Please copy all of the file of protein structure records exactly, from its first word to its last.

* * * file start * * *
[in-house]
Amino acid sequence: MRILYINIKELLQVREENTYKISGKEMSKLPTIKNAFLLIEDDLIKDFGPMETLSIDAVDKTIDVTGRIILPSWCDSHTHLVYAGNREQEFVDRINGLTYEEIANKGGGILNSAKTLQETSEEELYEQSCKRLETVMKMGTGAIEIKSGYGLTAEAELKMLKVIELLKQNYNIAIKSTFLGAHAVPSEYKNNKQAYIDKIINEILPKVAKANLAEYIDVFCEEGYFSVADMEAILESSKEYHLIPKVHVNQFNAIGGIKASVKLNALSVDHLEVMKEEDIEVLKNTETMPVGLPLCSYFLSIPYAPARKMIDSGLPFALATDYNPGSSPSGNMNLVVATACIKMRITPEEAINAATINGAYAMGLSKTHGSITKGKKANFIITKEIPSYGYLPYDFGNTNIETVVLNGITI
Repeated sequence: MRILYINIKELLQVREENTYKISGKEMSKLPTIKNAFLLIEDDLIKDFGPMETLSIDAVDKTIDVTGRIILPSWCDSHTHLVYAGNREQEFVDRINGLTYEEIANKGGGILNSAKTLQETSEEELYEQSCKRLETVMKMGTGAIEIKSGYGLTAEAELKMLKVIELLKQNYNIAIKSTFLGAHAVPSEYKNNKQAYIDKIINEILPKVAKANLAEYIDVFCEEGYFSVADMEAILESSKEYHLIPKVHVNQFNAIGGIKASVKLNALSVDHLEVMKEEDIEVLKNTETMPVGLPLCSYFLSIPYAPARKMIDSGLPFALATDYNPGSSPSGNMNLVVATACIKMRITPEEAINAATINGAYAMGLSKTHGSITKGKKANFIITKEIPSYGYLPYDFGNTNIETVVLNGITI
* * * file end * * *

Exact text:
[in-house]
Amino acid sequence: MRILYINIKELLQVREENTYKISGKEMSKLPTIKNAFLLIEDDLIKDFGPMETLSIDAVDKTIDVTGRIILPSWCDSHTHLVYAGNREQEFVDRINGLTYEEIANKGGGILNSAKTLQETSEEELYEQSCKRLETVMKMGTGAIEIKSGYGLTAEAELKMLKVIELLKQNYNIAIKSTFLGAHAVPSEYKNNKQAYIDKIINEILPKVAKANLAEYIDVFCEEGYFSVADMEAILESSKEYHLIPKVHVNQFNAIGGIKASVKLNALSVDHLEVMKEEDIEVLKNTETMPVGLPLCSYFLSIPYAPARKMIDSGLPFALATDYNPGSSPSGNMNLVVATACIKMRITPEEAINAATINGAYAMGLSKTHGSITKGKKANFIITKEIPSYGYLPYDFGNTNIETVVLNGITI
Repeated sequence: MRILYINIKELLQVREENTYKISGKEMSKLPTIKNAFLLIEDDLIKDFGPMETLSIDAVDKTIDVTGRIILPSWCDSHTHLVYAGNREQEFVDRINGLTYEEIANKGGGILNSAKTLQETSEEELYEQSCKRLETVMKMGTGAIEIKSGYGLTAEAELKMLKVIELLKQNYNIAIKSTFLGAHAVPSEYKNNKQAYIDKIINEILPKVAKANLAEYIDVFCEEGYFSVADMEAILESSKEYHLIPKVHVNQFNAIGGIKASVKLNALSVDHLEVMKEEDIEVLKNTETMPVGLPLCSYFLSIPYAPARKMIDSGLPFALATDYNPGSSPSGNMNLVVATACIKMRITPEEAINAATINGAYAMGLSKTHGSITKGKKANFIITKEIPSYGYLPYDFGNTNIETVVLNGITI